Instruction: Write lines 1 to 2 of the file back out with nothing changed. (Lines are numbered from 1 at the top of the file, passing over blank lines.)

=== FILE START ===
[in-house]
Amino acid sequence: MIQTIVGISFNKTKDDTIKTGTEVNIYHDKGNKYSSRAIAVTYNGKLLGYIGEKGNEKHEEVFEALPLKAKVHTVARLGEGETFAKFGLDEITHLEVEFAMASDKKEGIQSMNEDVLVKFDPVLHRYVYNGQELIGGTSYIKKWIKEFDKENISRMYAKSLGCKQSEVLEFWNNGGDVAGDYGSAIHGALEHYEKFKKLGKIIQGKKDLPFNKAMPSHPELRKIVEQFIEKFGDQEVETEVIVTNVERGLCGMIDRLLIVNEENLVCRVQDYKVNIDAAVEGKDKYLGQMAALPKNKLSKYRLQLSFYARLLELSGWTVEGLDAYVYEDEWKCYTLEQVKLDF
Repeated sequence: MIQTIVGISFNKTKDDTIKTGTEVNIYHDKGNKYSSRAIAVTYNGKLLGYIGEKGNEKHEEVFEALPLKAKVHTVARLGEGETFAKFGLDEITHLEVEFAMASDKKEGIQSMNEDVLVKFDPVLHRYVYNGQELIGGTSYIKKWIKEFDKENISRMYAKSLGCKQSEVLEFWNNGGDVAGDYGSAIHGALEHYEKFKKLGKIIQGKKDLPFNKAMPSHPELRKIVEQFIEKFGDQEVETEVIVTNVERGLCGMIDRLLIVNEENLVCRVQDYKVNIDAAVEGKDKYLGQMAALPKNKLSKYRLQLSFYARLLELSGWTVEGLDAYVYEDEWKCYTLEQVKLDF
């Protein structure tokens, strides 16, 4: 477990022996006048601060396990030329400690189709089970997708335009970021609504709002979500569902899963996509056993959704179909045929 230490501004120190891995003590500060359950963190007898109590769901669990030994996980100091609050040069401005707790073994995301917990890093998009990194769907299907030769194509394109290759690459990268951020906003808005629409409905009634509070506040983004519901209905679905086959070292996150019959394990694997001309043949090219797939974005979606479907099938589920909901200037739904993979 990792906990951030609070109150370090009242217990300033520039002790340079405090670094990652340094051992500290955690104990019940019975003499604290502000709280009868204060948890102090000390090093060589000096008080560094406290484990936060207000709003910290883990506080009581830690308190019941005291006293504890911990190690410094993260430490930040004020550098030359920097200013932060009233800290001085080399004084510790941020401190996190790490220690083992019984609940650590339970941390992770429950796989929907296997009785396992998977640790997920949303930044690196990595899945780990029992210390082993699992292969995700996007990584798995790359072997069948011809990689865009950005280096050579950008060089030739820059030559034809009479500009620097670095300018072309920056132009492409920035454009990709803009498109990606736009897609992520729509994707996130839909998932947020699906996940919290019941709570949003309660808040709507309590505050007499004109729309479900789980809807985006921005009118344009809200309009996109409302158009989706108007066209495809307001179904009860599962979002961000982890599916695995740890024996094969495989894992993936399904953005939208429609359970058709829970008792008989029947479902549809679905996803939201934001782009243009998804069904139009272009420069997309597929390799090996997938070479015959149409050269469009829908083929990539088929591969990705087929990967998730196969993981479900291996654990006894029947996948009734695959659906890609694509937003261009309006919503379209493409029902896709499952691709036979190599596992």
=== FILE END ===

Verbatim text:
[in-house]
Amino acid sequence: MIQTIVGISFNKTKDDTIKTGTEVNIYHDKGNKYSSRAIAVTYNGKLLGYIGEKGNEKHEEVFEALPLKAKVHTVARLGEGETFAKFGLDEITHLEVEFAMASDKKEGIQSMNEDVLVKFDPVLHRYVYNGQELIGGTSYIKKWIKEFDKENISRMYAKSLGCKQSEVLEFWNNGGDVAGDYGSAIHGALEHYEKFKKLGKIIQGKKDLPFNKAMPSHPELRKIVEQFIEKFGDQEVETEVIVTNVERGLCGMIDRLLIVNEENLVCRVQDYKVNIDAAVEGKDKYLGQMAALPKNKLSKYRLQLSFYARLLELSGWTVEGLDAYVYEDEWKCYTLEQVKLDF